My tenant is moving out after two years and they have damaged the vinyl on the kitchen floor. Can I retain some of the deposit as compensation?
You can try to retain some of your deposit but your tenants may contest it unless you can explain why you are making deductions and how you have come to the final figure – plus you need evidence to back this up.
Your purchasing paper trail and early tenancy paperwork will have a bearing on your chances of getting compensation. You need to ensure you have:
In order to work out accurate compensation charges, you should know the original cost of an item, age and condition at time of check-in, average life expectancy of the item, and any extenuating circumstances. You should be able to provide written evidence of the original cost and age of the item for any compensation claim.
- Employed an independent inventory clerk
You’ll need bulletproof evidence to support a claim for compensation - detailed descriptions and time-dated photographs taken at the start and the end of the tenancy, as part of the inventory.
Don’t skimp on having an independent inventory clerk do your inventory for you. They have become increasingly important since the introduction of the Tenancy Deposit Schemes, which were brought in to make it easier for tenants to reclaim their deposits. It’s not a good idea to do an inventory yourself!
However, It is worth doing regular property inspections yourself. Try to visit once a quarter (giving at least 24 hours notice) so you can keep an eye on things, while still allowing your tenant their legal right to live in ‘quiet enjoyment’.
How to charge?
In terms of how to charge, you’ll need to:
- Establish the cause and level of damage
There is a distinct difference between normal wear and tear and damage by the tenant. If a tenant damages vinyl flooring with drag marks, deep scratches or scrapes, burn marks and stains, these are considered to be chargeable issues. However, a small number of surface scratches, nicks and minor indentations are considered to be consistent with fair wear and tear, depending on the length of tenancy and original condition.
The final compensation cost will depend on a number of factors, such as if pets and children were in the property, any previous wear and tear, quality of the items, etc. You need to bring together all the evidence to reach a safe conclusion.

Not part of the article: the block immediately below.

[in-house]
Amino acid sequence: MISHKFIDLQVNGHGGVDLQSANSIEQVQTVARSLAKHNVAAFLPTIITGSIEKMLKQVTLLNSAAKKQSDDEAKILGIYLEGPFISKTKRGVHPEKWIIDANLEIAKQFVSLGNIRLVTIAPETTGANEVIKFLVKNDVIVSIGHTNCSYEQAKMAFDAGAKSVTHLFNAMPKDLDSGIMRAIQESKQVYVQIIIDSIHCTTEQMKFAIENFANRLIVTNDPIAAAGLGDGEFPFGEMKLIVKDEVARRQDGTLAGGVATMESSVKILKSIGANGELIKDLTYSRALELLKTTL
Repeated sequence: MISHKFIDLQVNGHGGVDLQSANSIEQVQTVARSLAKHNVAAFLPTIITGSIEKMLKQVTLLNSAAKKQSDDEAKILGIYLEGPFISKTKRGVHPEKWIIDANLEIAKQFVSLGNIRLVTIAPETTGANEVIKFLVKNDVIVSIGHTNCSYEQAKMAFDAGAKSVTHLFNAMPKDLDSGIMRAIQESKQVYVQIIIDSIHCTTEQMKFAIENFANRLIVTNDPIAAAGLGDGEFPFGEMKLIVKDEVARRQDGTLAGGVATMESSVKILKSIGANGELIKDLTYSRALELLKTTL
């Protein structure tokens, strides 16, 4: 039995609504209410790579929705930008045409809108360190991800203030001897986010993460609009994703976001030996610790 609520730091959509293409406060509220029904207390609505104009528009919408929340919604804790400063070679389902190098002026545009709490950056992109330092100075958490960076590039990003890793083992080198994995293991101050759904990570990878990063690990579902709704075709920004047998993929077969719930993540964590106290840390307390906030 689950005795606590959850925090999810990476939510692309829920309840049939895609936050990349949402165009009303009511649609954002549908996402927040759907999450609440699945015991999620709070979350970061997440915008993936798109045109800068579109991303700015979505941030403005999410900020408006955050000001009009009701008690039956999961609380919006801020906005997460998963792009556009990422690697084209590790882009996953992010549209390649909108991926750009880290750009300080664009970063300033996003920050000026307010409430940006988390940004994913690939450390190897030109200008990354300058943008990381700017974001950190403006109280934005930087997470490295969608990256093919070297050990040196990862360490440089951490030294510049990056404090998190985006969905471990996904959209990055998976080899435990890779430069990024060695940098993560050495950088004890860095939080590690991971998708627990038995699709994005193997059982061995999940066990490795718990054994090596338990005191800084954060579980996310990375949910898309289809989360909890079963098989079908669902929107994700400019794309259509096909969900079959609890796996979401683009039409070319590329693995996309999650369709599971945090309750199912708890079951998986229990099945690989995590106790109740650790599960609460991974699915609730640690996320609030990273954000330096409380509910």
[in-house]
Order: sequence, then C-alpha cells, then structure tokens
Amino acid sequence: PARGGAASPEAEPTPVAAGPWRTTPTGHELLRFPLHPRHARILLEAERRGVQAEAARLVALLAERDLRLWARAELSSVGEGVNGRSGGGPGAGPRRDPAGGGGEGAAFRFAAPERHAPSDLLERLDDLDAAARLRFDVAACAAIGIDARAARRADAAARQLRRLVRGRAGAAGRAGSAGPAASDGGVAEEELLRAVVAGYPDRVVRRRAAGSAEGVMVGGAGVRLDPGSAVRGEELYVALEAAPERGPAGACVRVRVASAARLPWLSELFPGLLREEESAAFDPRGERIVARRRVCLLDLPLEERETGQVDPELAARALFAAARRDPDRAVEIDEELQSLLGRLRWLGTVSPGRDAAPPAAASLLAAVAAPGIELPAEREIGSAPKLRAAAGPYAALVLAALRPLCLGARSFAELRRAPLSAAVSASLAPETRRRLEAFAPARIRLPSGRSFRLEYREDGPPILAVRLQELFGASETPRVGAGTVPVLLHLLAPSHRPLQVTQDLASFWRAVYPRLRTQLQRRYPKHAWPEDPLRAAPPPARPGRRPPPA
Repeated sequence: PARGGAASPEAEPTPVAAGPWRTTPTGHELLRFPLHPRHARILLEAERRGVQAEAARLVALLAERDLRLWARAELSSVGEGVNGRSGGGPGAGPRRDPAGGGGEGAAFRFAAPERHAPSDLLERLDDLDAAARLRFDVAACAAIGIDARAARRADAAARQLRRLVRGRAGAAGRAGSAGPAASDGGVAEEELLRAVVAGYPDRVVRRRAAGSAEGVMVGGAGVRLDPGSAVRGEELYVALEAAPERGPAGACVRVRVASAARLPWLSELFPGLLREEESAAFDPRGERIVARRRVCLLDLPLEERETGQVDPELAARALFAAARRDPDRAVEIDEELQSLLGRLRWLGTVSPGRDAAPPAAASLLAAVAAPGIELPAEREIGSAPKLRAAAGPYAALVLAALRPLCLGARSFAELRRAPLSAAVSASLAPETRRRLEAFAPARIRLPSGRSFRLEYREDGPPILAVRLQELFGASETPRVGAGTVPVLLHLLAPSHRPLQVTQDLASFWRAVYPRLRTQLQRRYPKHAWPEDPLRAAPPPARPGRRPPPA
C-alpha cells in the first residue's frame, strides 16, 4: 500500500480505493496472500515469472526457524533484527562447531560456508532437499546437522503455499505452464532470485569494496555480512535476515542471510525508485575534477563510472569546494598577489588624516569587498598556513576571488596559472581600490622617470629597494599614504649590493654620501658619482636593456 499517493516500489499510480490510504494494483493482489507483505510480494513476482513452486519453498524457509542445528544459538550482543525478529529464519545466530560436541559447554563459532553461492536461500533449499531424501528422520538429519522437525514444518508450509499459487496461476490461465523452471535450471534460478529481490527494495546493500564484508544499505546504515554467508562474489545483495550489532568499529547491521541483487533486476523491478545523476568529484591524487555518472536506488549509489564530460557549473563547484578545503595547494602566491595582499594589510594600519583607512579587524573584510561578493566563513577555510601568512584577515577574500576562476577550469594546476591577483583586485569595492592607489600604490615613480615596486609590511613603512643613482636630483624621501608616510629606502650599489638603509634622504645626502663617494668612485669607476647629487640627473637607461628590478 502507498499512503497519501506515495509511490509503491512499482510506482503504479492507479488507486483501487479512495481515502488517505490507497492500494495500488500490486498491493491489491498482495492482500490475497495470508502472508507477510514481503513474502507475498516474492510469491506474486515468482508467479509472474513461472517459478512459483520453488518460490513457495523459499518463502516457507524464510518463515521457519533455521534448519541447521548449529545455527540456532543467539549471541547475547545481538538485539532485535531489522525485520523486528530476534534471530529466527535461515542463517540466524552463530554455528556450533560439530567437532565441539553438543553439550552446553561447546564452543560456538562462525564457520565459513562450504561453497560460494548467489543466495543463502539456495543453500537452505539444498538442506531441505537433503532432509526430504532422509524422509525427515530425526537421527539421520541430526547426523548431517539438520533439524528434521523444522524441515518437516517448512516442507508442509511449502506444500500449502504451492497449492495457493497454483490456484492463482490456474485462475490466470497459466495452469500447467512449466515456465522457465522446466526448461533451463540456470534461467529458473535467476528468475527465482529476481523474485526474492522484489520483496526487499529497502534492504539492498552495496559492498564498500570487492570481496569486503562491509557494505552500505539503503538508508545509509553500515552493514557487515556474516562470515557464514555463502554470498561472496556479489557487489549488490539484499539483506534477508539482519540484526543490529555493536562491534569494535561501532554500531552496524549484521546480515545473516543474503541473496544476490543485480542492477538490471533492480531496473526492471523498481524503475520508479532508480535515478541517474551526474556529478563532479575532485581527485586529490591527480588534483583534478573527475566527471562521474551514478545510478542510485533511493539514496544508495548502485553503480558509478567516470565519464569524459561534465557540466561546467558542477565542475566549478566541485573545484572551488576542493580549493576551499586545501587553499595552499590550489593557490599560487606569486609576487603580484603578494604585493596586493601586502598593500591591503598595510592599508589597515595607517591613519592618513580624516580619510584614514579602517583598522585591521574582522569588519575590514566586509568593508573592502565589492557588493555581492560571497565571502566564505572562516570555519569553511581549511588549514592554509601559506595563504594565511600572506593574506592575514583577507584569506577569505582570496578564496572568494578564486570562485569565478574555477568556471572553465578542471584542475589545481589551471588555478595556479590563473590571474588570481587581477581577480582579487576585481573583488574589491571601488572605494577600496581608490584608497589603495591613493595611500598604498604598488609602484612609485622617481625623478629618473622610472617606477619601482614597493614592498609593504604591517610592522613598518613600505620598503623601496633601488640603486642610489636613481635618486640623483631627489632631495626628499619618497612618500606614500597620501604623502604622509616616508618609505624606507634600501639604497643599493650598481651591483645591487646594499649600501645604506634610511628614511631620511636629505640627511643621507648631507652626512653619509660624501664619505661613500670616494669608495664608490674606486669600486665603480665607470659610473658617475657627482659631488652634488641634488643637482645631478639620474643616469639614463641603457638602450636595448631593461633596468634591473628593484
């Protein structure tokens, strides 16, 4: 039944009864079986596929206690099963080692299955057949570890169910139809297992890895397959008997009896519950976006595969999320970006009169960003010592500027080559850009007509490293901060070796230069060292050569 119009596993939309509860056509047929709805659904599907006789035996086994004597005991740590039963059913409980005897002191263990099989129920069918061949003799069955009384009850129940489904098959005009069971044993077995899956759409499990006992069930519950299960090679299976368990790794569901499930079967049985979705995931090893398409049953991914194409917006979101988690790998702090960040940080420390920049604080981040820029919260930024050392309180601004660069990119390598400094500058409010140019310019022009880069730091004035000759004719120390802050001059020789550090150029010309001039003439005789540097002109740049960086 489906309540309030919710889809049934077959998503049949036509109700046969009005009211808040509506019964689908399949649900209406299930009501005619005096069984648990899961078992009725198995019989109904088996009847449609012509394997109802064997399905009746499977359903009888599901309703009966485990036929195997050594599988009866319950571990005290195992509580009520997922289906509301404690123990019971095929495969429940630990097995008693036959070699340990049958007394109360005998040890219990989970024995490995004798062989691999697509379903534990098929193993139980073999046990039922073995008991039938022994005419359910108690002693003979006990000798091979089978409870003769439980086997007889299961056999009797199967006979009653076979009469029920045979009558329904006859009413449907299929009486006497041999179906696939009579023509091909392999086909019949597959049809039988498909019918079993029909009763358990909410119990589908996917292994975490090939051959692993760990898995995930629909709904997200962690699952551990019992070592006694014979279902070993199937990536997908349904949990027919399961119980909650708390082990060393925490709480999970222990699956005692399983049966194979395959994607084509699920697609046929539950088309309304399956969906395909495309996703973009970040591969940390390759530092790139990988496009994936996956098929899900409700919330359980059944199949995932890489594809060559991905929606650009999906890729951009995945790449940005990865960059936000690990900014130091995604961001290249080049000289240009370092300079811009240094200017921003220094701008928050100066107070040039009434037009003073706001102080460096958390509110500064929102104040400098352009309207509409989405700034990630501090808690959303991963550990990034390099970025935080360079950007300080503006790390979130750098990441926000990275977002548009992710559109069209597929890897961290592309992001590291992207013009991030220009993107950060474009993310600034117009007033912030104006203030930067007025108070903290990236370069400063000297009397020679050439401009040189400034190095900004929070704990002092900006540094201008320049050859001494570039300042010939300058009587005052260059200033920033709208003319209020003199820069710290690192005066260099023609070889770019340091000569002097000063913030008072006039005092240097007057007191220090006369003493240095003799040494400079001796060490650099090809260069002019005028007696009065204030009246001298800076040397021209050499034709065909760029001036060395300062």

When you are making your claim calculations, do not charge for betterment, or fair wear and tear. If the vinyl was old at check-in and after a two-year tenancy there is some additional damage, the law will not allow you to simply replace it and claim off the tenant for the new replacement. However, there will be some compensation allowable towards the new item.
What happens if you can’t agree?
Where a deposit compensation claim goes into dispute, the items and money involved will be passed to the arbitrator of the deposit protection scheme involved, whether a custodial or insurance scheme. Unless the parties opt to have the dispute passed to a Small Claims court, the arbitrator’s decision will be final. In order to win a dispute of this kind - and the onus is on the landlord to prove the case for compensation - good evidence is required.
Jax Kneppers, founder and CEO of How to Win Deposit Disputes explains:
“Landlords and agents who are calculating the cost for compensation charges against a tenant should ensure that the costs are reasonable and fair. They should also have a working knowledge of the accepted principles of depreciation and explain to their tenants how they have worked out the deductions. If landlords and agents can prove how they arrived at the proposed deductions from their tenants’ deposits, all parties involved will be happier to accept the decisions.”
Urban.co.uk do an inventory for £159 + VAT or Check-in and inventory for £220 + VAT. The Urban.co.uk team can assist you with your inventory requirements, and ensure that you and your property are fully protected from debate about property condition in the future. Contact us on 0800 689 9955 or email@example.com for more information.